Professor Haas received the PhD degree from the University of Edinburgh in 2001. He currently holds the Chair of Mobile Communications at the University of Edinburgh, and is co-founder and Chief Scientific Officer of pureLiFi Ltd as well as the Director of the LiFi Research and Development Center at the University of Edinburgh. His main research interests are in optical wireless communications, hybrid optical wireless and RF communications, spatial modulation, and interference coordination in wireless networks. He first introduced and coined spatial modulation and LiFi. LiFi was listed among the 50 best inventions in TIME Magazine 2011.
Prof. Haas was an invited speaker at TED Global 2011, and his talk: "Wireless Data from Every Light Bulb" has been watched online more than 2.2 million times. He gave a second TED Global lecture in 2015 on the use of solar cells as LiFi data detectors and energy harvesters. This has been viewed online more than 1 million times. Professor Haas holds 31 patents and has more than 30 pending patent applications. He has published 300 conference and journal papers including a paper in Science. He co-authors a book entitled: "Principles of LED Light Communications Towards Networked Li-Fi" published with Cambridge University Press in 2015. Prof. Haas is editor of IEEE Transactions on Communications and IEEE Journal of Lightwave Technologies. He was co-recipient of recent best paper awards at the IEEE Vehicular Technology Conference (VTC-Fall) in Las Vegas in 2013, and VTC-Spring in Glasgow in 2015. He was co-recipient of the EURASIP Best Paper Award for the Journal on Wireless Communications and Networking in 2015, and co-recipient of the Jack Neubauer Memorial Award of the IEEE Vehicular Technology Society. In 2012, he was the recipient of the prestigious Established Career Fellowship from the EPSRC (Engineering and Physical Sciences Research Council) within Information and Communications Technology in the UK. Prof. Haas is recipient of the Tam Dalyell Prize 2013 awarded by the University of Edinburgh for excellence in engaging the public with science. In 2014, he was selected by EPSRC as one of ten RISE (Recognising Inspirational Scientists and Engineers) Leaders in the UK.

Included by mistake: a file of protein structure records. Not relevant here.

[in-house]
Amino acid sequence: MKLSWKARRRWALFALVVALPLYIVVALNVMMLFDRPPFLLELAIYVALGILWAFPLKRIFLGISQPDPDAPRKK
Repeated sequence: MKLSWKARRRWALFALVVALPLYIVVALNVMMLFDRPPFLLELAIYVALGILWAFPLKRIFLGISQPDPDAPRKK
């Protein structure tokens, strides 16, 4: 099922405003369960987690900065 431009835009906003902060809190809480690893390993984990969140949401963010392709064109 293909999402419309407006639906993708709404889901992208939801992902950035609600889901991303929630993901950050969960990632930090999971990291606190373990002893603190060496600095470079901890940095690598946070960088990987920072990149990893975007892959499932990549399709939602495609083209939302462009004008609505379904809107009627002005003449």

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Professor Haas' work in these areas can be summarised as follows:
His group published the first proof-of-concept results demonstrating that it is possible to exploit the high crest factor of orthogonal frequency division multiplexing (OFDM) commonly accepted as a disadvantage in radio frequency (RF) communications, to turn commercially available light emitting diode (LED) light bulbs into broadband wireless transmission systems. This work was published in a book on “100 ground-breaking ideas” that could shape the next century, edited by Nobel Laureate Prof. Hänsch.
Professor Haas was invited to present at the annual Technology Entertainment Design (TED) Global conference in 2011 with a talk entitled: Wireless data from every light bulb. By the time of writing, the video of the talk has been viewed 1,420,308 times.
He was finalist for the World Technology Award at the 2011 World Technology Summit in New York, and is now Fellow of the World Technology Network (WTN).
TIME Magazine featured his work as one of the “50 Best Inventions in 2011″ in their 28 November 2011 issue.
Haas’ work on optical wireless communications has appeared in several international media channels such as:
- BBC ("Click" program)
- New York Times
- Wired UK
- New Scientist
- and it featured in the ‘Cubed Webzine’ of the British Council
He has launched a university spin-out company, pureLiF Ltd. The company has acquired seed funding from an angel syndicate. Currently he is working one day per week for pureLiFi and holds the position of CTO.
In 2011 he published 7 journal papers in optical wireless communications including an overview in the IEEE Communications Magazine.